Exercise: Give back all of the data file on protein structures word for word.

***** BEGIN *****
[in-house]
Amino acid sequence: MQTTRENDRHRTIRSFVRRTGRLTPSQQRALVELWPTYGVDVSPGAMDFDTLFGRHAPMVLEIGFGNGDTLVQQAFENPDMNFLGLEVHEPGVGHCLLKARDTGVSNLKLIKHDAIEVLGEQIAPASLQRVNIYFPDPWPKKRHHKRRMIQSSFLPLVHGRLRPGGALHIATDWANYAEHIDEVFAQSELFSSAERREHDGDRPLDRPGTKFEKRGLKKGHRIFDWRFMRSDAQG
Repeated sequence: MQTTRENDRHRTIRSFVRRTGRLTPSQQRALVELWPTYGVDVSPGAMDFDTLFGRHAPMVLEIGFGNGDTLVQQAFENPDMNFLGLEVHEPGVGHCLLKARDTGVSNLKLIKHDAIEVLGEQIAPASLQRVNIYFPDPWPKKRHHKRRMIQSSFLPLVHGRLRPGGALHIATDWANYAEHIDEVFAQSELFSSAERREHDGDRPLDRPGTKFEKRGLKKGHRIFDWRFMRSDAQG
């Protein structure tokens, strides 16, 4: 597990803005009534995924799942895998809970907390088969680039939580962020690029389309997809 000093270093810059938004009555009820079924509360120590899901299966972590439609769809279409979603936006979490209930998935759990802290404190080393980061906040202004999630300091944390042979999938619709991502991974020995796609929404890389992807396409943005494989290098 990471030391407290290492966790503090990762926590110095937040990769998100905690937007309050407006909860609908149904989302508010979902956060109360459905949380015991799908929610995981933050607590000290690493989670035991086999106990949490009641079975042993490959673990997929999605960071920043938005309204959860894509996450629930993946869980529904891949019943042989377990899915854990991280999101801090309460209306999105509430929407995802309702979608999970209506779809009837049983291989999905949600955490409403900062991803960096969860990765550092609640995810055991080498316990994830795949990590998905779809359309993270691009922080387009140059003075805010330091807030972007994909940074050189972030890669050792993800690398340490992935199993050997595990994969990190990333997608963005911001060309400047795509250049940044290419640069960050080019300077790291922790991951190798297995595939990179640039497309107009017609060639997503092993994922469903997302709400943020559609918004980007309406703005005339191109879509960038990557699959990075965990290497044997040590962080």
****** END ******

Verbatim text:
[in-house]
Amino acid sequence: MQTTRENDRHRTIRSFVRRTGRLTPSQQRALVELWPTYGVDVSPGAMDFDTLFGRHAPMVLEIGFGNGDTLVQQAFENPDMNFLGLEVHEPGVGHCLLKARDTGVSNLKLIKHDAIEVLGEQIAPASLQRVNIYFPDPWPKKRHHKRRMIQSSFLPLVHGRLRPGGALHIATDWANYAEHIDEVFAQSELFSSAERREHDGDRPLDRPGTKFEKRGLKKGHRIFDWRFMRSDAQG
Repeated sequence: MQTTRENDRHRTIRSFVRRTGRLTPSQQRALVELWPTYGVDVSPGAMDFDTLFGRHAPMVLEIGFGNGDTLVQQAFENPDMNFLGLEVHEPGVGHCLLKARDTGVSNLKLIKHDAIEVLGEQIAPASLQRVNIYFPDPWPKKRHHKRRMIQSSFLPLVHGRLRPGGALHIATDWANYAEHIDEVFAQSELFSSAERREHDGDRPLDRPGTKFEKRGLKKGHRIFDWRFMRSDAQG
């Protein structure tokens, strides 16, 4: 597990803005009534995924799942895998809970907390088969680039939580962020690029389309997809 000093270093810059938004009555009820079924509360120590899901299966972590439609769809279409979603936006979490209930998935759990802290404190080393980061906040202004999630300091944390042979999938619709991502991974020995796609929404890389992807396409943005494989290098 990471030391407290290492966790503090990762926590110095937040990769998100905690937007309050407006909860609908149904989302508010979902956060109360459905949380015991799908929610995981933050607590000290690493989670035991086999106990949490009641079975042993490959673990997929999605960071920043938005309204959860894509996450629930993946869980529904891949019943042989377990899915854990991280999101801090309460209306999105509430929407995802309702979608999970209506779809009837049983291989999905949600955490409403900062991803960096969860990765550092609640995810055991080498316990994830795949990590998905779809359309993270691009922080387009140059003075805010330091807030972007994909940074050189972030890669050792993800690398340490992935199993050997595990994969990190990333997608963005911001060309400047795509250049940044290419640069960050080019300077790291922790991951190798297995595939990179640039497309107009017609060639997503092993994922469903997302709400943020559609918004980007309406703005005339191109879509960038990557699959990075965990290497044997040590962080």